We are all familiar with the very sad posters displaying pictures of missing cats and kittens and desperate messages from distraught owners. When a much-loved pet goes missing, the uncertainty is very upsetting. Years ago, we relied on identification tags on cat collars and the goodwill of neighbors to help find missing cats.
Modern technology, however, is changing all that. It is now possible to have a computer microchip containing your contact information inserted into your cat which makes the process of reuniting owners with kitties a lot easier. Nevertheless, the fact that something is possible, does not make it ethical, safe or acceptable to everyone. It is your personal decision. Here are some things that you may want to consider when you are making the decision to have your kitten microchipped.
Microchips: The Basics
A cat microchip ID is about the size as a grain of rice. It consists of a radio transmitter, an antenna and a computer chip with a 10-digit code. The chip code can be read using a special scanner owned by most vets and animal shelters. When scanned, it transmits its number to the scanner and this number corresponds to records (contact details) held about you on a central database. The idea is that you can be contacted and reunited with your cat.
A microchip implant is described as a passive Radio Frequency Identification Device (RFID). This means that it has no internal power source (battery) and remains inactive until it is powered by the scanner.
The microchip uses special technology and stores information ‘passively’ which means that it does not actively transmit information. It is not the same as a Global Positioning System tracker and does not allow you to track the location of your cat. The microchip is considered to be inert and perfectly safe.
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It is placed inside your cat by injecting it subcutaneously so that it sits just under the skin, usually between the shoulder blades. Microchips have been known to move around the body from their original site, especially as the cat gets older but there are no reports of the entering or interfering with vital organs.
The Process of Inserting a Microchip
Microchips are inserted by vets. The microchip is sterile and so it will be scanned inside its package to confirm the identification code of the chip. Some vets feel that microchipping causes little pain and is similar to having a blood test. Some administer a little local anesthetic and you have the right to ask for this if you are concerned about causing distress to your cat.
A 12-gauge needle containing the microchip is loaded into either an application gun or syringe. It is best if your kitty is either standing or lying on their stomach during the procedure. The loose skin between the shoulder blades is pulled up and the needle is inserted into the subcutaneous tissue before the applicator trigger is squeezed. Once the chip is in place, your vet will scan it again to make sure that it can be read correctly. The physical procedure is very quick and the paperwork will take a few minutes to complete. You may be able to feel the chip under the skin on the back of your kitty’s neck but this is not always the case.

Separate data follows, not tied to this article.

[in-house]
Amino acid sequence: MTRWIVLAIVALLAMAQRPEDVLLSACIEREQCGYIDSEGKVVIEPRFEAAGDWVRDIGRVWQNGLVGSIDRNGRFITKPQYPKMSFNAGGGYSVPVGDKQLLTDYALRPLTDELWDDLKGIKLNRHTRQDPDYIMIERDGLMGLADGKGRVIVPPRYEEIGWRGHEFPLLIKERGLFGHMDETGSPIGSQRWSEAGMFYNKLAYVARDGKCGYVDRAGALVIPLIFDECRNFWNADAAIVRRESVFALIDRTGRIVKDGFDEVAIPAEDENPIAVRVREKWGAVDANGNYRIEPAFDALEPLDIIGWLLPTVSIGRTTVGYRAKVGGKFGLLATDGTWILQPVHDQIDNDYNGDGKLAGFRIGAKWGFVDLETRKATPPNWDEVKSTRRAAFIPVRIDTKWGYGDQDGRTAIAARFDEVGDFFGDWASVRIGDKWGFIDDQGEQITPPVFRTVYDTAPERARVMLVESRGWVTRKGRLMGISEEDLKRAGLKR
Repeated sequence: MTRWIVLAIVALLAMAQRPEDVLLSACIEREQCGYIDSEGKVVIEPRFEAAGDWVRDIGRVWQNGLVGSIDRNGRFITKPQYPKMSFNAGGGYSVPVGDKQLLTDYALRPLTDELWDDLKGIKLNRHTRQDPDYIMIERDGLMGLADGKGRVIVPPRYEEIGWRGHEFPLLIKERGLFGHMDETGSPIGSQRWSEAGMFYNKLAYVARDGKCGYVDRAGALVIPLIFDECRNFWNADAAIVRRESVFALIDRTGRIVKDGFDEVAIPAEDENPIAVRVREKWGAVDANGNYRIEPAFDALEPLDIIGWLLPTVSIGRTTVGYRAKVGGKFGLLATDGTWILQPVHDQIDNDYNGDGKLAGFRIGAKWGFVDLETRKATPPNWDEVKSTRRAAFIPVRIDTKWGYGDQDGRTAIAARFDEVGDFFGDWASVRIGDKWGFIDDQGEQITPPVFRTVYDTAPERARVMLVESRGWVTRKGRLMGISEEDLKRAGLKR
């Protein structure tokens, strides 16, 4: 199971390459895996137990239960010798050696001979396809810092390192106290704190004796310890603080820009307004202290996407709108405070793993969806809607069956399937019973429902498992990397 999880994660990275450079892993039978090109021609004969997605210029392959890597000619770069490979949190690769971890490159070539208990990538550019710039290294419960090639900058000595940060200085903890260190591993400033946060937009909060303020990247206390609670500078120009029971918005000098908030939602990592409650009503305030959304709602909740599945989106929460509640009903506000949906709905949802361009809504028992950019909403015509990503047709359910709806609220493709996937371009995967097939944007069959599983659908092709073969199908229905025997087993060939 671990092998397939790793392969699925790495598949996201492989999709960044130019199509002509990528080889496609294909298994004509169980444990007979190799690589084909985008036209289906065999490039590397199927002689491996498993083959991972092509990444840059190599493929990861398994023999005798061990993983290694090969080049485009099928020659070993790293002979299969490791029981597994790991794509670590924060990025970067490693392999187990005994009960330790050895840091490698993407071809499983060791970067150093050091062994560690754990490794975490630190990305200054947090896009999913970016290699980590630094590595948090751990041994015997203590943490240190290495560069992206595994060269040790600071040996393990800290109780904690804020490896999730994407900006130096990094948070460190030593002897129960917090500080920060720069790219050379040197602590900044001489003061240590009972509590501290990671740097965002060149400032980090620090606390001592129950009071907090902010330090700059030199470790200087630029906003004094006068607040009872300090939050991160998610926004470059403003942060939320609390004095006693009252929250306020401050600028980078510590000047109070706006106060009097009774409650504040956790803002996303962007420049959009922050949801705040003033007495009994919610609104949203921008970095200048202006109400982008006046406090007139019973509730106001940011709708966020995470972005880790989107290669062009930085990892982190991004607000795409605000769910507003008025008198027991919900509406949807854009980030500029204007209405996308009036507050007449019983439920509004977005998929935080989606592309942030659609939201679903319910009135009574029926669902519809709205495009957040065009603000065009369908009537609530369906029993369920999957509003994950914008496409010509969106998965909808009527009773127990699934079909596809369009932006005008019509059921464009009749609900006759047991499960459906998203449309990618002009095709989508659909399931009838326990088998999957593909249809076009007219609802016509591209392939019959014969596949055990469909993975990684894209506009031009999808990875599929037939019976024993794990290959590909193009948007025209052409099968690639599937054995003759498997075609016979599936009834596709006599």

The Best Time to Get Your Cat Microchipped
It is possible to microchip your little kitten once they reach five weeks old although the age and size of the cat is not the main consideration. It is the health of the cat that matters and kittens below five weeks are simply not robust enough for the procedure. Most cat shelters will not insert a chip until a kitten is over eight weeks old or weighs over two pounds.
Many owners chose to have the microchip inserted at the same time as spaying a cat because they will be under anesthetic anyway. This is at around six months although they may have had an opportunity to go missing before then! There is no upper age limit for microchip insertion as long as the cat is fit and well.
Microchip Safety Concerns
The first concern about microchip safety is the pain that insertion with a large needle may cause your cat. However, most vets report that cats barely flinch during the procedure. You do have the option of local anesthetic or having the chip inserted at the same time as spaying or neutering so your cat will already be anesthetized. There is an extremely small chance of complications arising if your cat moves while the chip is being inserted. A skilled vet should be able to minimize the risks.